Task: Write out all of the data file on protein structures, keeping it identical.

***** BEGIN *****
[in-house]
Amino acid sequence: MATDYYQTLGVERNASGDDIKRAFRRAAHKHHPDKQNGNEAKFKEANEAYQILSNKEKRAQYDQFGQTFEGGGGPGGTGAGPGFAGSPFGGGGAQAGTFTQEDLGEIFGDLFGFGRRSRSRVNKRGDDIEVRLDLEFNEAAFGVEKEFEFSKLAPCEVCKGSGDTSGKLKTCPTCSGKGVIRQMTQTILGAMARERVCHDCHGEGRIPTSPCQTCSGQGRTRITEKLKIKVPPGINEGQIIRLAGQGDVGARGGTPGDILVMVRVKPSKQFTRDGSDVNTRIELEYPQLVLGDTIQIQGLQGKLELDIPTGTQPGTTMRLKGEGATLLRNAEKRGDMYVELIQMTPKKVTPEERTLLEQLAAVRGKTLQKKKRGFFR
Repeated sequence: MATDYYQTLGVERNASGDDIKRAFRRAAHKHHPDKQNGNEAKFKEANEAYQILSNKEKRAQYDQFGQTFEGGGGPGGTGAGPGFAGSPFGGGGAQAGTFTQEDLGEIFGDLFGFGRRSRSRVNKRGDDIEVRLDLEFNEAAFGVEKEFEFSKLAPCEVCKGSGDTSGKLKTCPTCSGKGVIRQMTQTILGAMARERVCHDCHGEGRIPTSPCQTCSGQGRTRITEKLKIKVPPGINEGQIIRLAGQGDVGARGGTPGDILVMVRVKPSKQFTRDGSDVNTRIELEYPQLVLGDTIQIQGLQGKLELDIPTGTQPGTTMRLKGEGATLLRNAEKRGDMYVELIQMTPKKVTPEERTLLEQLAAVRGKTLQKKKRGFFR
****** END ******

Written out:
[in-house]
Amino acid sequence: MATDYYQTLGVERNASGDDIKRAFRRAAHKHHPDKQNGNEAKFKEANEAYQILSNKEKRAQYDQFGQTFEGGGGPGGTGAGPGFAGSPFGGGGAQAGTFTQEDLGEIFGDLFGFGRRSRSRVNKRGDDIEVRLDLEFNEAAFGVEKEFEFSKLAPCEVCKGSGDTSGKLKTCPTCSGKGVIRQMTQTILGAMARERVCHDCHGEGRIPTSPCQTCSGQGRTRITEKLKIKVPPGINEGQIIRLAGQGDVGARGGTPGDILVMVRVKPSKQFTRDGSDVNTRIELEYPQLVLGDTIQIQGLQGKLELDIPTGTQPGTTMRLKGEGATLLRNAEKRGDMYVELIQMTPKKVTPEERTLLEQLAAVRGKTLQKKKRGFFR
Repeated sequence: MATDYYQTLGVERNASGDDIKRAFRRAAHKHHPDKQNGNEAKFKEANEAYQILSNKEKRAQYDQFGQTFEGGGGPGGTGAGPGFAGSPFGGGGAQAGTFTQEDLGEIFGDLFGFGRRSRSRVNKRGDDIEVRLDLEFNEAAFGVEKEFEFSKLAPCEVCKGSGDTSGKLKTCPTCSGKGVIRQMTQTILGAMARERVCHDCHGEGRIPTSPCQTCSGQGRTRITEKLKIKVPPGINEGQIIRLAGQGDVGARGGTPGDILVMVRVKPSKQFTRDGSDVNTRIELEYPQLVLGDTIQIQGLQGKLELDIPTGTQPGTTMRLKGEGATLLRNAEKRGDMYVELIQMTPKKVTPEERTLLEQLAAVRGKTLQKKKRGFFR